You've always talked about how much you'd like to do a triathlon, but who has the time to train? You do. You've got shoe boxes full of photos and several scrapbooks just waiting for you. Run over to Michaels, buy some fun stickers and acid-free double sided tape, and get crackin'. Write that novel. Take up yoga. The point is, there's so much stress involved in job hunting, that you have to do what you can to stay sane. Do the things that make you happy.

I'm writing this post for myself as much as I am writing it for others in a similar position. I need to keep reminding myself that although I'm facing a major life hurdle, life hasn't stopped. I have a tendency to say, "When this thing gets sorted, then I'll do this..." But what if life never gets sorted? One thing may resolve, but another challenge is right around the corner. Life cannot be put on hold and rather than wallowing in self-misery (which gets very boring after ten minutes, anyways), I need to get up, get dressed, and live my life to its fullest.

It's the only life I'm going to get, after all.

And finally, eat that second cupcake.

Because, if we're being honest, you need it.

Monday, April 8, 2013

Surprise! It's a Girl?

Okay, okay, I am definitely not pregnant, and neither am I adopting a baby, but there is somebody I would like to introduce you all to. Please welcome the newest addition to my life: Josefa, age 12, from Bolivia.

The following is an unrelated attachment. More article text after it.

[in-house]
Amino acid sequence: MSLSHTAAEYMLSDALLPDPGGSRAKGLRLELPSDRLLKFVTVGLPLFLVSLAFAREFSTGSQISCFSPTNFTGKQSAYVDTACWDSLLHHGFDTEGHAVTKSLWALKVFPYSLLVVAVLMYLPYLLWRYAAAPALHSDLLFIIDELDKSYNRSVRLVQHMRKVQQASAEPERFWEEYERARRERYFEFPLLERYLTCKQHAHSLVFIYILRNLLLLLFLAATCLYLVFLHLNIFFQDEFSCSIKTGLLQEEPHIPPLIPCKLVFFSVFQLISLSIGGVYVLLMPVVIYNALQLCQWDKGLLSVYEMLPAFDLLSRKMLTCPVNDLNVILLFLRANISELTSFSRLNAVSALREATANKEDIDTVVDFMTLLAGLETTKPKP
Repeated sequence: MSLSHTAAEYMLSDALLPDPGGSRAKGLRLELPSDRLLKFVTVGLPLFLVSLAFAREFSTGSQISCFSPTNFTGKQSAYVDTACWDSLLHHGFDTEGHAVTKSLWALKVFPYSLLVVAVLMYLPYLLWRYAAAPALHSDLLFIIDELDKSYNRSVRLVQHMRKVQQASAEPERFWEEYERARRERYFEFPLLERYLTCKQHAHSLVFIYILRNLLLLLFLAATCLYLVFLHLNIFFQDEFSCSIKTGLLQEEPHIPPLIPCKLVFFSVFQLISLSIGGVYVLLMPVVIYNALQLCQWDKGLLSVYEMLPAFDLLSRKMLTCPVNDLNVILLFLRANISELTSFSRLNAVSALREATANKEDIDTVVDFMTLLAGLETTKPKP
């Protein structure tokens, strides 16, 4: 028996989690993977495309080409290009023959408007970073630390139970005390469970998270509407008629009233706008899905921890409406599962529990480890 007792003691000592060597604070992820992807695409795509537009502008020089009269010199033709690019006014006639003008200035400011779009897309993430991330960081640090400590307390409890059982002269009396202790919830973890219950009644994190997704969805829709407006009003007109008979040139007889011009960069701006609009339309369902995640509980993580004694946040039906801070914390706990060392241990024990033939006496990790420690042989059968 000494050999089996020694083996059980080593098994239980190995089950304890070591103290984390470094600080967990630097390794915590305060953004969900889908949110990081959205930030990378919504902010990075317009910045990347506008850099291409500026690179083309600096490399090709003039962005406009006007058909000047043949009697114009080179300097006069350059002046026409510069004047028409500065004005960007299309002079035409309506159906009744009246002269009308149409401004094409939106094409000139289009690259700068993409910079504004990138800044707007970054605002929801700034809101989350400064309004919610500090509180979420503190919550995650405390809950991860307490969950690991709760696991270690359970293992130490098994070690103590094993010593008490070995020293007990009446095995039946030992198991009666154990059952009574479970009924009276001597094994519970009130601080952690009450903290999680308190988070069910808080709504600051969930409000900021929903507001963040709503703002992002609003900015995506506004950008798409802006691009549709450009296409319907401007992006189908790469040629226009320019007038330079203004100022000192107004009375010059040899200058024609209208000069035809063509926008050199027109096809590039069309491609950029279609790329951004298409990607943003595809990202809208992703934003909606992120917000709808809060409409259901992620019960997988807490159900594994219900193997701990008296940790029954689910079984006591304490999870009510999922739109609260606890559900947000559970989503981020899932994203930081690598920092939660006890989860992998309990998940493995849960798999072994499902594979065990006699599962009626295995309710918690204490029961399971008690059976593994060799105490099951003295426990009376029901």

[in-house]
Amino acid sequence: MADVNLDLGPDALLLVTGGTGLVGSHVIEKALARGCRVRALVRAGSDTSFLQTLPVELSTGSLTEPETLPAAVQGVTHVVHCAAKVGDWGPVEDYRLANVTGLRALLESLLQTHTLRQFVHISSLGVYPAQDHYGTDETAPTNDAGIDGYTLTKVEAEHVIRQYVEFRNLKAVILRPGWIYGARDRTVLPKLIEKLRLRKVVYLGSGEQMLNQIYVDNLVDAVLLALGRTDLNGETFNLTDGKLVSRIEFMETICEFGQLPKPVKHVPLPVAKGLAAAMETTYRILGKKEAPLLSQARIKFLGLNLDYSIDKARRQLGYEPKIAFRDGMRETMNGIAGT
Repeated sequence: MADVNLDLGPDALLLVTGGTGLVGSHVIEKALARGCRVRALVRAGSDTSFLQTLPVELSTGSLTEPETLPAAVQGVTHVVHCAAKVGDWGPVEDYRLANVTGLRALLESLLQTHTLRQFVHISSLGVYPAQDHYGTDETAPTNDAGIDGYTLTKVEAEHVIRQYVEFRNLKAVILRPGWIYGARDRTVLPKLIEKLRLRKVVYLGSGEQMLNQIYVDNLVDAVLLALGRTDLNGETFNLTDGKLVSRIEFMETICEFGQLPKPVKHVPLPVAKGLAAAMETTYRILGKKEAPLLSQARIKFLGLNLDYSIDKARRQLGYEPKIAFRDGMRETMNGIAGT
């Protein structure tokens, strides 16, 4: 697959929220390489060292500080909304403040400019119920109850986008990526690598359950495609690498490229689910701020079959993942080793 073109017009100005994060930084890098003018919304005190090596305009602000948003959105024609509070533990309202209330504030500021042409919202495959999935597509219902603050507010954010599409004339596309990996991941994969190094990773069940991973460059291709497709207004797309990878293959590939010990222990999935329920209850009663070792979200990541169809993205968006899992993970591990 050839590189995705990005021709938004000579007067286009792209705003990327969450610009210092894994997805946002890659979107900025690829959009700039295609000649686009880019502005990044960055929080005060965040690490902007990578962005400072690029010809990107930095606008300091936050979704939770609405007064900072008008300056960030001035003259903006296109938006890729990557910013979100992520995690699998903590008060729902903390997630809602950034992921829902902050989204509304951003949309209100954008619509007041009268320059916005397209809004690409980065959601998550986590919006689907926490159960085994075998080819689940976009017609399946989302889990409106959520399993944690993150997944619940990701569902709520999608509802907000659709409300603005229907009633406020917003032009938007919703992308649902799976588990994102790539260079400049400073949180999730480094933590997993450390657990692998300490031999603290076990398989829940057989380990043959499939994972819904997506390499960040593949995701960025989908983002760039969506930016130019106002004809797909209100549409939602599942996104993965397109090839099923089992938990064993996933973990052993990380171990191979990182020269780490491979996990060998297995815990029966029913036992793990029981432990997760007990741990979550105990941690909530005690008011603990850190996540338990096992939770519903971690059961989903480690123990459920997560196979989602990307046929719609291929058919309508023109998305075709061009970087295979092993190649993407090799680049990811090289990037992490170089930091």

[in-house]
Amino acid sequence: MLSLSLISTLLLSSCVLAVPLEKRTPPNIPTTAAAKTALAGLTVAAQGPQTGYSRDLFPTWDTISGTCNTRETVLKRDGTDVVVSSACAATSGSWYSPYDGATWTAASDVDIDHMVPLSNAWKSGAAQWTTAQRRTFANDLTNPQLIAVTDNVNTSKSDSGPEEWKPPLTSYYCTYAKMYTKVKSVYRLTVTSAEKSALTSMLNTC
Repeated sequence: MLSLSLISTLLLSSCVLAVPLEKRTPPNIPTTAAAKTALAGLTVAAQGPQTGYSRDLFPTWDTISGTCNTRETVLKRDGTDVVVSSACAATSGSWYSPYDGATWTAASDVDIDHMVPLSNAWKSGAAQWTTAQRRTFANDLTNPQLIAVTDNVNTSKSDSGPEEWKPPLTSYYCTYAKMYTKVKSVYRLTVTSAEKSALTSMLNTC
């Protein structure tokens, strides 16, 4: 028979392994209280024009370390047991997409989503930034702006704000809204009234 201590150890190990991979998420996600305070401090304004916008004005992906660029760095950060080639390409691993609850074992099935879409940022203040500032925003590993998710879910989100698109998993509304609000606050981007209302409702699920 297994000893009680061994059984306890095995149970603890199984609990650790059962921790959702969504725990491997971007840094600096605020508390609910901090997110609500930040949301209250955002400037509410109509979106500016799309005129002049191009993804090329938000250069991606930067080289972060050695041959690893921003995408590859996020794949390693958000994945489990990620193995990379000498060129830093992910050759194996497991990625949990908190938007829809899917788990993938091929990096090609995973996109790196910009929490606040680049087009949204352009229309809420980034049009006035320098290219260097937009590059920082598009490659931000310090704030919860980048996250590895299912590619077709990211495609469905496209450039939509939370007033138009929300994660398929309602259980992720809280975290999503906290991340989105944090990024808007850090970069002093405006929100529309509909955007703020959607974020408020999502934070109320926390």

Last week, I made the decision to sponsor a child through World Vision, a Christian humanitarian organization, described by their website as, "dedicated to working with children, families, and their communities worldwide to reach their full potential by tackling the causes of poverty and injustice."

During college, a friend and I co-sponsored a little boy named Armel through World Vision, though after a period of time I gave up custody to my friend as I wasn't doing a good job of maintaining my finances in order to help support this little boy. Since then, the way I gave up on Armel has often weighed on me and I've considered sponsoring a child multiple times. Life, as it tends to do, got in the way and though my intentions have always been good, my follow-through has often fallen on the side of rubbish.

I'm a selfish human being, as most of us are (it's not our fault, I believe it's just our nature), but I think I'm a good person as well, which means I'm constantly battling my demons (that most frequently take the form of comfortable beds/chairs and television sets). I can be lazy. I excel at being self-absorbed. To my shame, I spend more time taking life for granted and don't spend enough time considering the injustices in the world.

I want to change that.

I recently read A Year of Biblical Womanhood by Rachel Held Evans, in which she tackles legalism and the role of women in the Church, in order to better understand herself and how God wants her to serve. In this book, she dedicates a chapter to championing women's rights on a global scale, describing many of the atrocities that are committed against women daily - some of these acts are so heinous, I was immediately brought to tears - and that, as women of valor, we are called to support our sisters and do what we can to change the global understanding that women are somehow inferior to men.